Saturday, November 26, 2016

Red Cross Feeding Firefighters Battling TN Wildfires; How You Can Help

Red Cross volunteer Micah Bean loads food to be delivered to firefighters battling wildfires in Campbell County, one of many Tennessee counties affected by the devastating wildfires. Red Crossers have helped feed wildfire firefighters since the disaster began earlier this month.

Help people affected by disasters like wildfires in Tennessee and countless other crises by
making a gift to American Red Cross Disaster Relief. Your gift enables the Red Cross to
prepare for, respond to and help people recover from disasters big and small. Visit, call 1-800-RED CROSS, or text REDCROSS to 90999 to make a $10 donation. Monetary donations enable us to purchase exactly what is needed for this disaster. 

If you'd like to join us by becoming a Red Cross volunteer, please apply at

Saturday, November 19, 2016

Latest Tennessee Wildfire Information and Important Links

Here are a couple of wildfire photos taken by East Tennessee Red Crossers in Walland. Wildfires are still affecting many parts of the eastern half of Tennessee. For the latest update (as of 3 p.m. Central Time) on the wildfires throughout the state, check out this link from the Tennessee Department of Agriculture Division of Forestry.

We'd also like to share the following important links again which we shared last week. Even if you're not currently in an area affected by wildfires, these are good resources to share with family and friends and to save for future reference:

* - This site from the EPA offers a regularly updated map of the Air Quality Index (AQI). There's currently a Code Orange Air Quality Alert for much of East Tennessee, meaning "unhealthy for sensitive groups."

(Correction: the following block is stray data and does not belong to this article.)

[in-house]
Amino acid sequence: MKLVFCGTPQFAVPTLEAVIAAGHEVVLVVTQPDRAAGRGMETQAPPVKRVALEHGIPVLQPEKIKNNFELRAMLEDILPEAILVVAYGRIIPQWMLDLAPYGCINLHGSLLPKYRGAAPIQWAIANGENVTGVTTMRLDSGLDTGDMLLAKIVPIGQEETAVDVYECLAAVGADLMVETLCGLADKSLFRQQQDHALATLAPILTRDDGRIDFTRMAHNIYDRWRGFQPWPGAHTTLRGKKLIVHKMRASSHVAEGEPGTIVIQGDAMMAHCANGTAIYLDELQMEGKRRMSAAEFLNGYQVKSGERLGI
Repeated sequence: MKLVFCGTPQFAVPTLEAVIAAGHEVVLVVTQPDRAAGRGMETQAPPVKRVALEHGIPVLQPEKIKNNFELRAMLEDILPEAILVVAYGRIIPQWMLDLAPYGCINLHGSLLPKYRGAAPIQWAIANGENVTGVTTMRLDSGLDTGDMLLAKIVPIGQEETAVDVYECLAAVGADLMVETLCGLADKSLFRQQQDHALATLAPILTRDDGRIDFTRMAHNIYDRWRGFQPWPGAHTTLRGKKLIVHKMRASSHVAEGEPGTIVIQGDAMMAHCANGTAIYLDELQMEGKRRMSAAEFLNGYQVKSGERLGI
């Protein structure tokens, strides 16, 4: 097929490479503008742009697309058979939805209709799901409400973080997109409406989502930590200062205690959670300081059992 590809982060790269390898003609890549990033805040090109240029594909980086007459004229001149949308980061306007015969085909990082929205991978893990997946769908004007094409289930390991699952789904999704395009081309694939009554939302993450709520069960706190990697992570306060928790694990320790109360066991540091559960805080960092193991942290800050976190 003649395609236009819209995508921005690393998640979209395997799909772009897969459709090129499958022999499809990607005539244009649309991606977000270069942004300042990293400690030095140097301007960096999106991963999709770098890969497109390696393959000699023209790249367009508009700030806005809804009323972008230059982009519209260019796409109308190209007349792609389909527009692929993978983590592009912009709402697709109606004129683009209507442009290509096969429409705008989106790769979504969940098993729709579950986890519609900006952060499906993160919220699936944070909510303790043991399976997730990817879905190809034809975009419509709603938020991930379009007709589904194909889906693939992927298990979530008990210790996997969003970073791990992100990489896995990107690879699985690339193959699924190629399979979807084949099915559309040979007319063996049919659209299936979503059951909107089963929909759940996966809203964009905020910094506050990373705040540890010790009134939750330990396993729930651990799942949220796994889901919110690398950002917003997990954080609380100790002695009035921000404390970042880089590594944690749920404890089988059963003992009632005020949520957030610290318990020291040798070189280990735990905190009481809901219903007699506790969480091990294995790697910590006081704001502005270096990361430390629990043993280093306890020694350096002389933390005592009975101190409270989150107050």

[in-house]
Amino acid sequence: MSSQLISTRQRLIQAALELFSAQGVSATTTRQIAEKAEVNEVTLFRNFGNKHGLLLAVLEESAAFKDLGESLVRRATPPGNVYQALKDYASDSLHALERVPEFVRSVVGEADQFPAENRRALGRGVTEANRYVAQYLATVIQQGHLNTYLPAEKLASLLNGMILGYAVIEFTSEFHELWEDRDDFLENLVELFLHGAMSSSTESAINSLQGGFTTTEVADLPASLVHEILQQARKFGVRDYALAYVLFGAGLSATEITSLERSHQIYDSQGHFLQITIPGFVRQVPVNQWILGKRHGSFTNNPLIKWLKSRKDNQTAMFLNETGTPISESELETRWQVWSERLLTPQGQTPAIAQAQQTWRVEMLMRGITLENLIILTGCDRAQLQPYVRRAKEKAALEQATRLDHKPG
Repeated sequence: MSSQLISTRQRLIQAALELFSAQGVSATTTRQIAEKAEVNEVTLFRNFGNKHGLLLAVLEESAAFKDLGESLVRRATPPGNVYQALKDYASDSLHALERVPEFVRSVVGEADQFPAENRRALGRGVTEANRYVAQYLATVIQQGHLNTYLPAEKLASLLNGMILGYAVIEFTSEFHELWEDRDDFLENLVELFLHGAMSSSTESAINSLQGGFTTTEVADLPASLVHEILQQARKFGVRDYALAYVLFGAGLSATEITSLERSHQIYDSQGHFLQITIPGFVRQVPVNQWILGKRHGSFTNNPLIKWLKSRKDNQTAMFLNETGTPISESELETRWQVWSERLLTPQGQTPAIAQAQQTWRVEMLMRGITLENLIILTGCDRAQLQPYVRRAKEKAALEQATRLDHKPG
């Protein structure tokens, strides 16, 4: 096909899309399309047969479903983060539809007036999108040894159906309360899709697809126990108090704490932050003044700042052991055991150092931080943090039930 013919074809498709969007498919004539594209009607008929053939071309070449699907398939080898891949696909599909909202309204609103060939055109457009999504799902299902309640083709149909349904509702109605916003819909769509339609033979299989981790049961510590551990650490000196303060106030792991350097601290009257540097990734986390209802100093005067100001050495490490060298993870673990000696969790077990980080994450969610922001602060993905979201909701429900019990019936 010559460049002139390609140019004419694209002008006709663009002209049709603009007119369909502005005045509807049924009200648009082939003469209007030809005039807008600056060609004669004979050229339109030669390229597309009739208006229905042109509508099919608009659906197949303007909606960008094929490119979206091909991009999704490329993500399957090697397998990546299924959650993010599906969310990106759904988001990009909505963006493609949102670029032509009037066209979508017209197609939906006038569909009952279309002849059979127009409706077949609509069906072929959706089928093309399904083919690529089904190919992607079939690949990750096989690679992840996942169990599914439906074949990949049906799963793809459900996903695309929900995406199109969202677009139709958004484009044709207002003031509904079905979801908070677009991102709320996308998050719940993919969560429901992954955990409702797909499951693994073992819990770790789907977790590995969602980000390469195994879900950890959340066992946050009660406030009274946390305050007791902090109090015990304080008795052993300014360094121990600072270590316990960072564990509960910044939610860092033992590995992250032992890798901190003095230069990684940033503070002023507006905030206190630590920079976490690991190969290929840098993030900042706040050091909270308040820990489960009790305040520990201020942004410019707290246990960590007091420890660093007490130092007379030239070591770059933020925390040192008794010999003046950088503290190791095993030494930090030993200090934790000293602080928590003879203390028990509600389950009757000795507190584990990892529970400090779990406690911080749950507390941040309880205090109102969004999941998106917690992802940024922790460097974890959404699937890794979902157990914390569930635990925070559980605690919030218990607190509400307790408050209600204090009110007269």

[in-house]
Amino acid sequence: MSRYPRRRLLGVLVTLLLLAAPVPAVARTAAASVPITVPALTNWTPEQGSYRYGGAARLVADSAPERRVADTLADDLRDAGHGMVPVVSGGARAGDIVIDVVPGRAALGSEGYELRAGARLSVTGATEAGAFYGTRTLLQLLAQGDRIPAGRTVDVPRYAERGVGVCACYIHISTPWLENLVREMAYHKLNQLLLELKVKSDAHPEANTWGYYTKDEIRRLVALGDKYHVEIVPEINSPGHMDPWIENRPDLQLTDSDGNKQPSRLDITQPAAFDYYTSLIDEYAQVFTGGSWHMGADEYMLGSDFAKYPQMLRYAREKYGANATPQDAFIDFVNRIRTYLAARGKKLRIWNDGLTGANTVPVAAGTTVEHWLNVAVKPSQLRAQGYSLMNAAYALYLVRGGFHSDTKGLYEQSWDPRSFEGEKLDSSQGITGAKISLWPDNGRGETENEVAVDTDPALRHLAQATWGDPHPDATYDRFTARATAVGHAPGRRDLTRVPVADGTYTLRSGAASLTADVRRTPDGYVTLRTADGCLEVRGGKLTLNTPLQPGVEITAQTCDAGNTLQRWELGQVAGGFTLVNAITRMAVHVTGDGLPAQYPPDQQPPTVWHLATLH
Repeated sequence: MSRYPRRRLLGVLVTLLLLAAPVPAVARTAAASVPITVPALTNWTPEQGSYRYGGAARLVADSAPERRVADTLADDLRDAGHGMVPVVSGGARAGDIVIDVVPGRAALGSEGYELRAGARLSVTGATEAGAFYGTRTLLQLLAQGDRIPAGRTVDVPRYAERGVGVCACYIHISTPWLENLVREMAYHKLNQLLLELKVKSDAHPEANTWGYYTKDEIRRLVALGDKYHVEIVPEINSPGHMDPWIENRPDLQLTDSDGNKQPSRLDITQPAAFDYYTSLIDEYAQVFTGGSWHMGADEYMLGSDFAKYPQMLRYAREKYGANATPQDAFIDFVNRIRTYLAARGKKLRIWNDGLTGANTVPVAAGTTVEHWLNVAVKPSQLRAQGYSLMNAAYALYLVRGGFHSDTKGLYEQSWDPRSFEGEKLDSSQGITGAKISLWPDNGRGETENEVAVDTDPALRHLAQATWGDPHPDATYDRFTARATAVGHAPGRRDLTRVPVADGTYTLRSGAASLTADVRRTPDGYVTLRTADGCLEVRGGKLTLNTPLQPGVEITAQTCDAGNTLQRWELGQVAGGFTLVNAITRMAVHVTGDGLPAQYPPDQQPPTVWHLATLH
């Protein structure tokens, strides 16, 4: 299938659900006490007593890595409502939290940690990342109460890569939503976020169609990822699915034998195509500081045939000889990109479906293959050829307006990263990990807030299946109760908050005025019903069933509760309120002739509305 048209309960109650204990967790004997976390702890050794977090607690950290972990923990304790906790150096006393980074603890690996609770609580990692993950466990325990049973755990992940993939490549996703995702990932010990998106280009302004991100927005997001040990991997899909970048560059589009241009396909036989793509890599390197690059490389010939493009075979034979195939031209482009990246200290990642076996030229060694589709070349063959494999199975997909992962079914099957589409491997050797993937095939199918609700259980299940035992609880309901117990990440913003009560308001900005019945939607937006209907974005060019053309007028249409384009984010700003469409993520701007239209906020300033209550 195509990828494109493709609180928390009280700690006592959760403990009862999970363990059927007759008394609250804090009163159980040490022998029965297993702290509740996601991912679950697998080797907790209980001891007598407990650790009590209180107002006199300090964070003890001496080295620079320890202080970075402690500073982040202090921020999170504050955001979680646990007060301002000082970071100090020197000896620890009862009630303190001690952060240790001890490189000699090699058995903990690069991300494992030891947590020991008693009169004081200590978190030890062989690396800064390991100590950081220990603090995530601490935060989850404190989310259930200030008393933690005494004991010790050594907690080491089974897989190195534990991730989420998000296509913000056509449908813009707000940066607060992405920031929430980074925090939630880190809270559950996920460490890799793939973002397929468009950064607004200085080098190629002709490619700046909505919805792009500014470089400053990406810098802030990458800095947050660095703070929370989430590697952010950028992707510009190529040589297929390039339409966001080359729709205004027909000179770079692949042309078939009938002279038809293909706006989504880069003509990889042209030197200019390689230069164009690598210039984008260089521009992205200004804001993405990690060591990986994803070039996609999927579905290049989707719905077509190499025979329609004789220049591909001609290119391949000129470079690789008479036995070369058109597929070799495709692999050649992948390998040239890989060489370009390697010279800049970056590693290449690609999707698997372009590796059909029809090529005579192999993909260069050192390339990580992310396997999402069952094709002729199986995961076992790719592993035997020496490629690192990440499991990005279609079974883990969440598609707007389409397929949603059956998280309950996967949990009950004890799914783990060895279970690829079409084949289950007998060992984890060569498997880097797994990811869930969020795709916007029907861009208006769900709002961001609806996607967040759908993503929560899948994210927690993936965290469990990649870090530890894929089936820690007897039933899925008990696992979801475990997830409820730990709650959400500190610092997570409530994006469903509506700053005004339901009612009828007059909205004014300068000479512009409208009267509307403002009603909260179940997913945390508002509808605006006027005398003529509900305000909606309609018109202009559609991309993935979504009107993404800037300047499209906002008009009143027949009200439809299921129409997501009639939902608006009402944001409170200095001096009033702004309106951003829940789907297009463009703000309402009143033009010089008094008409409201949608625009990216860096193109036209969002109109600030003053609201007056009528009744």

* - Tennessee Emergency Management Agency (TEMA) - TEMA issued a Level 3 State of Emergency last week due to the wildfires, and it's currently still at that level.

* - The site from the Tennessee Department of Agriculture Division of Forestry offers a daily fire report, maps of the current wildfire situations in the state, and burn ban information.

* - The Red Cross shelter locator. While there are no shelters currently open in Tennessee, this map will indicate if ones do open. You can also search for shelters away from home with our free Emergency and Wildfire apps, which you can learn more about at

* - This shortened Red Cross link offers info on how to prepare for, respond to, and recover from wildfires. It also provides a map showing the active wildfires in the state.

Tuesday, November 15, 2016

Regional Executive Corner with Joel R. Sullivan - November 2016

Mark Lazarus Announced as Keynote Speaker for 2017 Lifesaver Breakfast 

Chairman of NBC Broadcasting and Sports to address attendees at annual event